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Green, K. C. and Armstrong, J. S. (2007). "The Ombudsman: Value of Expertise for Forecasting Decisions in Conflicts, Interfaces, 37, 287-299.

Green and Armstrong's paper (available in full text as a working paper and from the publisher) provides evidence on the accuracy of forecasts from the method usually used for forecasting the decision people will make in a conflict situation: unaided expert judgment. The authors obtained 106 forecasts by experts and 169 forecasts by novices about eight real conflicts. Conflicts included a military conflict in the Middle East, a hostile takeover attempt in the telecommunications industry, and a union-management dispute between nurses and the hospital that employed them. Experts' forecasts were little better than novices', and their forecasts were not meaningfully different from choosing at random.

The Green and Armstrong paper provides evidence on two principles:  

6.3 Use structured rather than unstructured forecasting methods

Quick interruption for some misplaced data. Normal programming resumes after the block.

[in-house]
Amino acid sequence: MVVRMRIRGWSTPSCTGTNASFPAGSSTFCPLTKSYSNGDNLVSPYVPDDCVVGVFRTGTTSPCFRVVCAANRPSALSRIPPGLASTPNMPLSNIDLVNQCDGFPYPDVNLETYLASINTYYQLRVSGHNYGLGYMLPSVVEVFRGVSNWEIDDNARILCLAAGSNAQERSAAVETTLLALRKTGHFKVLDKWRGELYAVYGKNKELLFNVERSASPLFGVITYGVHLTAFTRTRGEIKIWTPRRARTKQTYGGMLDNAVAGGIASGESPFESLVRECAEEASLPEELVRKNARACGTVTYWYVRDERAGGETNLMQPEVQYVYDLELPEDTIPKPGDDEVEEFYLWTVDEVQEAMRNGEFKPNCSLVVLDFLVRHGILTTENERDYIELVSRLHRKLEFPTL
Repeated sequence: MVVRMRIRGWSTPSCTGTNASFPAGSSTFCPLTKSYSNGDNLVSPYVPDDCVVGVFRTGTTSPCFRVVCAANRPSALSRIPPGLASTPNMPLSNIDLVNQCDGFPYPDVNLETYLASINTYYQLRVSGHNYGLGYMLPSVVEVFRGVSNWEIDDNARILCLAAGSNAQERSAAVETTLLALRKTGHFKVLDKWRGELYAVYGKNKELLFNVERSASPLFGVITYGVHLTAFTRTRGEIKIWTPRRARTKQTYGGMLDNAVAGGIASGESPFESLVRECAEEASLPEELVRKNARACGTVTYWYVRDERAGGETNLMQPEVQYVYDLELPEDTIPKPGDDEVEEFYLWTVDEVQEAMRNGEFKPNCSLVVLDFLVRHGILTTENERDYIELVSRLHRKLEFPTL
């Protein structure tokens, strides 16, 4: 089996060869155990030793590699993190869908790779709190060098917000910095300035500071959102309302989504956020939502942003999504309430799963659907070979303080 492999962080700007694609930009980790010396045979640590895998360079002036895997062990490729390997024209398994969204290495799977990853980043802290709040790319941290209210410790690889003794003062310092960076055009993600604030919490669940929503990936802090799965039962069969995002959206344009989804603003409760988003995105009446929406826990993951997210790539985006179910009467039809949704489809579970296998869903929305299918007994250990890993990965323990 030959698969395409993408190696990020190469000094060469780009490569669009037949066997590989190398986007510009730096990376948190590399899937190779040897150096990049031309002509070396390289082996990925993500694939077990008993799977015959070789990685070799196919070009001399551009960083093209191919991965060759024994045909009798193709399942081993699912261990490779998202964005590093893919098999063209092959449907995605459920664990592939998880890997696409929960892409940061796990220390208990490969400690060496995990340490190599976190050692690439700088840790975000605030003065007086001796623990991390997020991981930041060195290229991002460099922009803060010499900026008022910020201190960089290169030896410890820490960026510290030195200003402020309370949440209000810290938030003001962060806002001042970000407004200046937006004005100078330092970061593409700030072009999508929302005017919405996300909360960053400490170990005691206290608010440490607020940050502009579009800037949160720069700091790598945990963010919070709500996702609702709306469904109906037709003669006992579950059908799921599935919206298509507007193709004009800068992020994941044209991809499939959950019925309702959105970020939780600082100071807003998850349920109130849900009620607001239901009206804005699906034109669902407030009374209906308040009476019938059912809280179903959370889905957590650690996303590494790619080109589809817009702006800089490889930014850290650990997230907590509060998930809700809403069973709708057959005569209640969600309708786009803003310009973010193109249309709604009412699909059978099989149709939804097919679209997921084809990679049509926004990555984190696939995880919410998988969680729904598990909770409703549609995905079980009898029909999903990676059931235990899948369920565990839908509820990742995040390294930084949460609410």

G&A's evidence on this principle is indirect. The research reported in G&A does not include structured methods. Other research by the same authors, however, shows that two structured methods (structured analogies and simulated interaction) provided forecasts for the same situations that were substantially more accurate than those from unaided expert judgment in G&A.  

6.7 Match the forecasting method(s) to the situation.

Prior research has shown that unaided judgment is not an appropriate forecasting method for complex situations, when relationships are unclear, when feedback on predictions is poor, and when experts are biased. All four of these problems are likely to arise with conflict situations. Despite the fact that this evidence has been available for many years, unaided expert judgment is still the method of choice for forecasting decisions in conflicts.

Kesten Green

August 28, 2007